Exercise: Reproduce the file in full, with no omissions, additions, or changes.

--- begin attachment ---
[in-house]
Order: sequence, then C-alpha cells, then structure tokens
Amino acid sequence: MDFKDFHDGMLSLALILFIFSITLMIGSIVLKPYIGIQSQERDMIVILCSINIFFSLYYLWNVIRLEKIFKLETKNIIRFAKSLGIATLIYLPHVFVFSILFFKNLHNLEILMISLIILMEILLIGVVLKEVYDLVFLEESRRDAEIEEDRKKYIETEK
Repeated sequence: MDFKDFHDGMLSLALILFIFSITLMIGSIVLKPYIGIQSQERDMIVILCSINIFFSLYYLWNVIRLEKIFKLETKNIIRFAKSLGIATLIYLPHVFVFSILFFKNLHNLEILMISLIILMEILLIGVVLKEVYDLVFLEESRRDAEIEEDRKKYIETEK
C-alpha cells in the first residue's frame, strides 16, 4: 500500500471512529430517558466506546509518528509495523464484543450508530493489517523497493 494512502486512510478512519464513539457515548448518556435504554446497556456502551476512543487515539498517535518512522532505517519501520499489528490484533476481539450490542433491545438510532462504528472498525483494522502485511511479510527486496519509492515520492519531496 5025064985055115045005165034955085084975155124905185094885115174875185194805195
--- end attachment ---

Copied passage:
[in-house]
Order: sequence, then C-alpha cells, then structure tokens
Amino acid sequence: MDFKDFHDGMLSLALILFIFSITLMIGSIVLKPYIGIQSQERDMIVILCSINIFFSLYYLWNVIRLEKIFKLETKNIIRFAKSLGIATLIYLPHVFVFSILFFKNLHNLEILMISLIILMEILLIGVVLKEVYDLVFLEESRRDAEIEEDRKKYIETEK
Repeated sequence: MDFKDFHDGMLSLALILFIFSITLMIGSIVLKPYIGIQSQERDMIVILCSINIFFSLYYLWNVIRLEKIFKLETKNIIRFAKSLGIATLIYLPHVFVFSILFFKNLHNLEILMISLIILMEILLIGVVLKEVYDLVFLEESRRDAEIEEDRKKYIETEK
C-alpha cells in the first residue's frame, strides 16, 4: 500500500471512529430517558466506546509518528509495523464484543450508530493489517523497493 494512502486512510478512519464513539457515548448518556435504554446497556456502551476512543487515539498517535518512522532505517519501520499489528490484533476481539450490542433491545438510532462504528472498525483494522502485511511479510527486496519509492515520492519531496 5025064985055115045005165034955085084975155124905185094885115174875185194805195